The air around you contains about 80 percent nitrogen and 20 percent oxygen. If you require the use of portable oxygen to aid with a medical problem then you require a much higher percentage level of oxygen which can be delivered straight to your lungs by portable/at home devices. One such device is an oxygen concentrator. How They Work:
Your oxygen concentrator takes in air from the surroundings and splits the oxygen from the nitrogen. It then releases the nitrogen back into the surrounding air. The concentrator collects and stores the oxygen and then dispenses it back to the patient.
As long as you have it running and set properly, your oxygen concentrator is continually “making” 90 – 95 percent pure oxygen out of normal air, so you’ll have all you need.
Oxygen tanks are already pre-filled with oxygen and have to be re-filled whereas concentrators can make oxygen as it goes. Tanks also run the risk of leakage, which can cause explosions/fires and are heavier and more difficult to move around with.
Concentrators do not pose any danger and the other main benefit is mobility. Most of the concentrators are portable, which means they’re designed to be used at home, on the go and even on a plane, therefore you’ll always have all the oxygen you need, no matter where you are.
Concentrators also have the option of pulse-dose or continuous administration. Pulse-dose is a newer oxygen therapy technology that delivers oxygen through your cannula only when you breathe in. Continuous flow oxygen is constantly flowing through the tubes.
You should talk to your doctor about which dosing method is right for you. Pulse-dose technology can be delivered in a smaller size and will allow for longer battery life. Alternatively, most patients who require oxygen for sleep, use a continuous flow dosage due to shallow night breathing. Sometimes it’s necessary to use continuous flow oxygen while you sleep and pulse-dose oxygen during the daytime.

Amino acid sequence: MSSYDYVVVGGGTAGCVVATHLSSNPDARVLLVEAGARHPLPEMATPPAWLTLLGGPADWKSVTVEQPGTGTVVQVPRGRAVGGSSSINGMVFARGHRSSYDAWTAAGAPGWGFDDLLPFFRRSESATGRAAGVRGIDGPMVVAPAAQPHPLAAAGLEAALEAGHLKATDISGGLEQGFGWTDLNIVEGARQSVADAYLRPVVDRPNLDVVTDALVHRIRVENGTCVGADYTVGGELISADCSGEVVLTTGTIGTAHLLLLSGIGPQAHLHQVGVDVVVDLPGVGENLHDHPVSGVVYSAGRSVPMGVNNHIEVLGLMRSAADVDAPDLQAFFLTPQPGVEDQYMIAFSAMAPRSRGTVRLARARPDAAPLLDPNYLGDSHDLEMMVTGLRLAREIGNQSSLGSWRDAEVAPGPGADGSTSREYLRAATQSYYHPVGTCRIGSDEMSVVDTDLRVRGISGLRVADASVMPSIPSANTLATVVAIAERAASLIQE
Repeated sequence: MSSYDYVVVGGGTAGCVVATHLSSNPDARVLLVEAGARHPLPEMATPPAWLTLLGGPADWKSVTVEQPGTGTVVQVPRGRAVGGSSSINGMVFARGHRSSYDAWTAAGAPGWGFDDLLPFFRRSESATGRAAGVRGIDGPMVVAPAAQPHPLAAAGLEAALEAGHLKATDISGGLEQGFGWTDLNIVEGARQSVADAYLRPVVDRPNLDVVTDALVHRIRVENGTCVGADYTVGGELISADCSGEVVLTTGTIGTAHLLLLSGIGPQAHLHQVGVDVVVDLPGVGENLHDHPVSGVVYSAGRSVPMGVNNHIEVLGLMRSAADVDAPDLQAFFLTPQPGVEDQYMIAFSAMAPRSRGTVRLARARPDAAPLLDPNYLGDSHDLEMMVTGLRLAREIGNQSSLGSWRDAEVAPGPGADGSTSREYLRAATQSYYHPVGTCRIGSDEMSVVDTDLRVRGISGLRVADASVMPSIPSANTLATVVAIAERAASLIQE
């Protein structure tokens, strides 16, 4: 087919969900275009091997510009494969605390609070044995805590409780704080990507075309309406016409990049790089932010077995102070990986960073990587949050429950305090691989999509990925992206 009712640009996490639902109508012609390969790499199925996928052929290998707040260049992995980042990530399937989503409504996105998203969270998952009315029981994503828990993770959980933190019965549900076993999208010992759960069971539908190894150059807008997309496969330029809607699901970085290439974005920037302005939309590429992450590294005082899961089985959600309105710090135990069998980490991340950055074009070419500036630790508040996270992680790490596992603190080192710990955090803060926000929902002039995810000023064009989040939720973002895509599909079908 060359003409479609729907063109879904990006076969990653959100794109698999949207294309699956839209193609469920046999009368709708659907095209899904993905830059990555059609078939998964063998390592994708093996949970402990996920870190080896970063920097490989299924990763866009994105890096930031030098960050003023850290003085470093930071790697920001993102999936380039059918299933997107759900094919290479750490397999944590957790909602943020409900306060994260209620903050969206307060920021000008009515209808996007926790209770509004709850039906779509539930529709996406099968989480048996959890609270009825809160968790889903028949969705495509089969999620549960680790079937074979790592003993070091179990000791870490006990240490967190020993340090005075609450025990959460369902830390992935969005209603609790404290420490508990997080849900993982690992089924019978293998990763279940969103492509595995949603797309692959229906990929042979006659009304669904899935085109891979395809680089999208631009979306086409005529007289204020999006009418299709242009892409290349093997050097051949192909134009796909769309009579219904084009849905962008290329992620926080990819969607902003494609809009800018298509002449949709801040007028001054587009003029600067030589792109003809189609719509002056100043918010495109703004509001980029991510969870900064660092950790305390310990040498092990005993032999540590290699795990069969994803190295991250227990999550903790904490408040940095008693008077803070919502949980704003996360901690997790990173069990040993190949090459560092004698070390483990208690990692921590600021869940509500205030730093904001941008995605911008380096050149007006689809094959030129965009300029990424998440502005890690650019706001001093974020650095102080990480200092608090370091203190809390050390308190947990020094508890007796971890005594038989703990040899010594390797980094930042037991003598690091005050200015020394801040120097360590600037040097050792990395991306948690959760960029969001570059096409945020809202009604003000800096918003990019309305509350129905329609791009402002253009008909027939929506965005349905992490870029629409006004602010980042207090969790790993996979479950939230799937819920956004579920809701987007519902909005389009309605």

Billions of us travel by air each year however we are all individuals with varying needs, including a range of medical conditions and all airlines have different policies regarding this. For example some airlines will require a medical certificate to prove that you fit to fly.
The airline needs to ensure that air travel will not worsen or agitate a pre-existing condition and also that the patient’s ailment will not affect the comfort or safety of other passengers on the flight. Regardless of a doctor’s medical certificate the final decision remains with the airline and the captain of the flight and they may still refuse carriage.
A main considering factor involved in this decision making process is the affect of altitude, humidity and oxygen saturation levels during flight. Modern aircraft have a cabin altitude pressure equivalent of between 5,000 and 8,000 feet above sea level. (source: cyprusairways.com) This means that your blood will not be as saturated with oxygen and can affect breathing, cardiac activity, circulation and brain activity. Sometimes during flight, although not normally for long periods of time, a person’s oxygen saturation level can fall to 90%. A healthy individual can tolerate this temporary change with no problems however a patient with cardiac, anaemia or respiratory problems may find themselves in serious difficulties.
Aircraft cabins have low humidity levels that dry out the air; this can cause dryness of the skin or other mucous membranes within the body such as the throat and lungs and affect respiration.
Reduced cabin pressure can also cause gas volume expansion. Any gas that may have inadvertently been introduced to the body during surgery could then expand and cause pain or even perforation through the membrane.
A main deciding factor in whether or not a person may be considered ‘fit to fly’ is their oxygen saturation level. If a person’s saturation level is equal to, or more than 95%, they do not need oxygen for flying. If an asthma sufferer has a stable status then they should be able to fly as long as they keep their medication to hand. Anyone with an active exacerbation of respiratory disease should wait until their condition has improved before considering to fly. Consultation with a doctor or respiratory specialist will aid in ascertaining whether it is wise to fly or whether additional aids or medication would be wise to use during the flight. This may also help to persuade the airline that you are fit to fly.